Mr. Reynolds: They can conduct shorter group therapy sessions of no more than 45 minutes, use simple treatment assignments, and provide more one-to-one therapy. There should not be a lot of distractions in group rooms and other care delivery areas. Sometimes symptoms of head injury are interpreted by clinicians as resistance to treatment. Frontal lobe disruption can impede planning, implementing plans and goals, and problem solving, which are characteristics of a motivated client.

CATR: What else?

Mr. Reynolds: As I mentioned, clients with TBI often don’t find the group experience to be very beneficial because they become easily confused or flustered, and when two or three people start talking, they just zone out. So there should be more individual therapy with the client. Another thing is to keep assignments and concepts simple. Ask closed-ended questions. Sometimes a person with a head injury just can’t put two and two together and come up with an abstract four. They need very concrete questions and answers. And you often have to fill in the blanks—they struggle to deduce things from what you are telling them. And often there are memory issues. We give people planners and teach them to write down their daily tasks and appointments.

CATR: So individualizing treatment is critical.

Mr. Reynolds: Correct. For example, we had a client with alexia who couldn’t recognize words anymore. The counselor would be writing on a board or showing clients how to do something, but he just couldn’t get it. Fortunately, his receptive language ability to spoken voice was preserved. So, with that client, I sat next to him in groups and told him what we were talking about and sort of translated. This is just a concrete example of a general principle. There are usually ways around problems—it just takes more work. You have to slow it down, spend more time with the person, and give highly individualized care.

CATR: You mentioned that there can be problems with group therapy, which is traditionally the cornerstone of treatment. Should we be doing it at all?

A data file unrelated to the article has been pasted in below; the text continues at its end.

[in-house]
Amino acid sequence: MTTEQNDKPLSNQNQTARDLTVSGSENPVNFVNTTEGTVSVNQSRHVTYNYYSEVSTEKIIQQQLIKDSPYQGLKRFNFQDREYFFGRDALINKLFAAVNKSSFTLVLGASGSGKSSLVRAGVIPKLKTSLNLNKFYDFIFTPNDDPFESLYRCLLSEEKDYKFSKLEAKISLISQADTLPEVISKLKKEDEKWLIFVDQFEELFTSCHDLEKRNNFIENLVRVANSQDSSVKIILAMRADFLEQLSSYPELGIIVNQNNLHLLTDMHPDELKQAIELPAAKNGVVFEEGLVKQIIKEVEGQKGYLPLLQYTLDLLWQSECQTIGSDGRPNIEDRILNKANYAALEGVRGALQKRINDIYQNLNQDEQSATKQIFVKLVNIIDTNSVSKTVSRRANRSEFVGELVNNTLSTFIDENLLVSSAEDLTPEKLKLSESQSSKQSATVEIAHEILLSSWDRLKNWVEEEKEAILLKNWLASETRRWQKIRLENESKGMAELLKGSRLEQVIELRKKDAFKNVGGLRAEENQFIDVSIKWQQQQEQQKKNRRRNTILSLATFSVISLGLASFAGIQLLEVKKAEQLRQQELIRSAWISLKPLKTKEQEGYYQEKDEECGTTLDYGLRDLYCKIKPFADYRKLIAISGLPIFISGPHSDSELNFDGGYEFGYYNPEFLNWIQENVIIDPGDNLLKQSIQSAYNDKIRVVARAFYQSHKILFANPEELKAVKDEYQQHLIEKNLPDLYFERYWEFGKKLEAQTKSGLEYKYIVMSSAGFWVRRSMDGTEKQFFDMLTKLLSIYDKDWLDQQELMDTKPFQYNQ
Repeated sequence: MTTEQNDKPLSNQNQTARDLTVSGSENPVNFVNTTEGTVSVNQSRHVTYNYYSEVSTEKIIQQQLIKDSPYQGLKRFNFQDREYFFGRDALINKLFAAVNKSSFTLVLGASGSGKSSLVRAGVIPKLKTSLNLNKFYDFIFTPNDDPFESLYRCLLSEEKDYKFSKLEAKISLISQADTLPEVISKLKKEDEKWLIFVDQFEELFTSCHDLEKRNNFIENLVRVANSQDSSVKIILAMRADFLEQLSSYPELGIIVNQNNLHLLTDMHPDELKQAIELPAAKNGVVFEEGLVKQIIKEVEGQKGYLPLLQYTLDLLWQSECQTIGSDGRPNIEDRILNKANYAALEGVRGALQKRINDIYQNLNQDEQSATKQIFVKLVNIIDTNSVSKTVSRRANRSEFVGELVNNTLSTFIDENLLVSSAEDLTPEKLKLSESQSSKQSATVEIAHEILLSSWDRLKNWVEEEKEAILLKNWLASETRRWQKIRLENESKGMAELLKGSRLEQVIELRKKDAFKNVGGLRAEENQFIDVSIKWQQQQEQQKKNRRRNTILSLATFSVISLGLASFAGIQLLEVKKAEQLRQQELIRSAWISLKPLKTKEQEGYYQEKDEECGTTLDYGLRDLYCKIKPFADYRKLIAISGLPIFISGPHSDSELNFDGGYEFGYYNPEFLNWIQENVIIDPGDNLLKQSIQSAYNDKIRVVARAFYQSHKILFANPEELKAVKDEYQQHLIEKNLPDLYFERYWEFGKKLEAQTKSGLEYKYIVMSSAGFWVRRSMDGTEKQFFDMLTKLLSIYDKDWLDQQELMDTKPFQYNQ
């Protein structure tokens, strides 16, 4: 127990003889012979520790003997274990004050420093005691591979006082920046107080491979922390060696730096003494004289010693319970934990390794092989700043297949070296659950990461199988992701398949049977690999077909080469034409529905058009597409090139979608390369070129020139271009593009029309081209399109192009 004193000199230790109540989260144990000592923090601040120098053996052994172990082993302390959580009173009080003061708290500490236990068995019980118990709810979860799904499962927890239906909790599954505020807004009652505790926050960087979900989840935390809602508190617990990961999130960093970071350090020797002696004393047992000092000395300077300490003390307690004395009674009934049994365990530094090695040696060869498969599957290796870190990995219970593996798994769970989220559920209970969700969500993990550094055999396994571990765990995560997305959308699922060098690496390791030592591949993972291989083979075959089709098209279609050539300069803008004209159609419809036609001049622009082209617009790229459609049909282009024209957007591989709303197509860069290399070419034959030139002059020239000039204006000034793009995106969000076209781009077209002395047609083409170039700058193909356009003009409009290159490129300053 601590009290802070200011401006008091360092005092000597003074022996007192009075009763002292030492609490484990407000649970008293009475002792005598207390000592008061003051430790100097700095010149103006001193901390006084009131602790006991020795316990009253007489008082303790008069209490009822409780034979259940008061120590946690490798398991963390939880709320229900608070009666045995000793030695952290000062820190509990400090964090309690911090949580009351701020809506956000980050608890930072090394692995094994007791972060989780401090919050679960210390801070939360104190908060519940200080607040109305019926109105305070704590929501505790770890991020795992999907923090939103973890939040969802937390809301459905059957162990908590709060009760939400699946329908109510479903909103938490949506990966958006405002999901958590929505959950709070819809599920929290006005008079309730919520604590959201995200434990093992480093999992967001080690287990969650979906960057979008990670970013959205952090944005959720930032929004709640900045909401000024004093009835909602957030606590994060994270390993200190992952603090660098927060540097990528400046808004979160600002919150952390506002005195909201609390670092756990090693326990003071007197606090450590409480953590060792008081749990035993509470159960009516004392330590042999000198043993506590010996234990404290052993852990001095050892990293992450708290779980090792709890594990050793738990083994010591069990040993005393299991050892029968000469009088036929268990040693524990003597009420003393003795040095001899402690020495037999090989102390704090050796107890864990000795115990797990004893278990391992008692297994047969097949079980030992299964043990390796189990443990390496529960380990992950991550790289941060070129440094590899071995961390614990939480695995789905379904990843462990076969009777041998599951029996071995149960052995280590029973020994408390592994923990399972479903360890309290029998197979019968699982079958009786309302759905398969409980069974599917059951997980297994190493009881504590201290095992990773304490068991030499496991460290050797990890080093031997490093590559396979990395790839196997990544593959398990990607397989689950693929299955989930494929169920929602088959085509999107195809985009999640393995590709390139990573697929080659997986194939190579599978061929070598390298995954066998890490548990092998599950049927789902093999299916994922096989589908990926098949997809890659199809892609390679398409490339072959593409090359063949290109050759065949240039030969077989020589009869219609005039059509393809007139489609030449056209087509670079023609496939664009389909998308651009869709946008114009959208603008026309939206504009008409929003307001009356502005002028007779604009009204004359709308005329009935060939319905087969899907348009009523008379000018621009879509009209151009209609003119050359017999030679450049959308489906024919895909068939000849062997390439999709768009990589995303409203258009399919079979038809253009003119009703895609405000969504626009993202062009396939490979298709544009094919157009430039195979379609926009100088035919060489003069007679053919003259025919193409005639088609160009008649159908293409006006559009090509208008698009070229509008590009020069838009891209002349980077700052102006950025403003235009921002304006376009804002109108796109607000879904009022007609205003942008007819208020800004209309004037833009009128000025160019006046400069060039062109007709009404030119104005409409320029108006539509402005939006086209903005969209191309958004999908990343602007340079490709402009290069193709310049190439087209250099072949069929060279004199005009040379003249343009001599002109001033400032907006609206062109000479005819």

Mr. Reynolds: Yes, but with modifications. We have small groups of perhaps six to 10 people, which is smaller in size than normal groups. And our sessions are only 45 minutes in length, which, again, is shorter than normal groups. We also have breaks between groups for clients to decompress, whereas traditional treatment schedules are pretty full.

CATR: How about the actual content of groups?

Mr. Reynolds: Our approach is grounded in Illness Management and Recovery, an evidence-based approach that has been popularized by the Substance Abuse and Mental Health Services Administration (http://1.usa.gov/1wje1eL). The content is simple and there is often a lot of repetition. For instance, a session may focus on medications. Clients will have a list of their medications and how often to take them. We will discuss medication minders—labeled with the days and times for taking medications—as a way of helping clients become more competent in self-management. Another session might focus on symptom recognition. And so on. At the end of each session, we ask clients to verbalize or write down what they learned. Hopefully, they can identify one concrete thing to add to their toolbox.

CATR: Are there other things that you think our readers should know about treating addiction in people with TBI?

Mr. Reynolds: A client was asked what he thought about his TBI and he said, “You know, they tell me that my TBI is mild, but it’s not mild to me.” That illustrates how this can be a hidden disability. You often can’t tell by looking at a client that they have trouble with numbers, sequencing things, or other cognitive difficulties. And they may be too ashamed to tell you. So it’s important to maintain a high index of suspicion for TBI and assess clients for cognitive problems if you sense something is going on.

CATR: Thank you, Mr. Reynolds.

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A Brief Mindfulness Practice | 3 of 4

Thanks to a grant from the Trust for the Meditation Process, Vinland has launched a web-based video series as a resource for clients to continue their mindfulness meditation practice after leaving Vinland.

Below is the third video in the series, a guided meditation featuring a Japanese flute.

Made Possible By


A charitable foundation supporting meditation and contemplative prayer

Learn more about the Trust for the Meditation Process online at www.trustformeditation.org.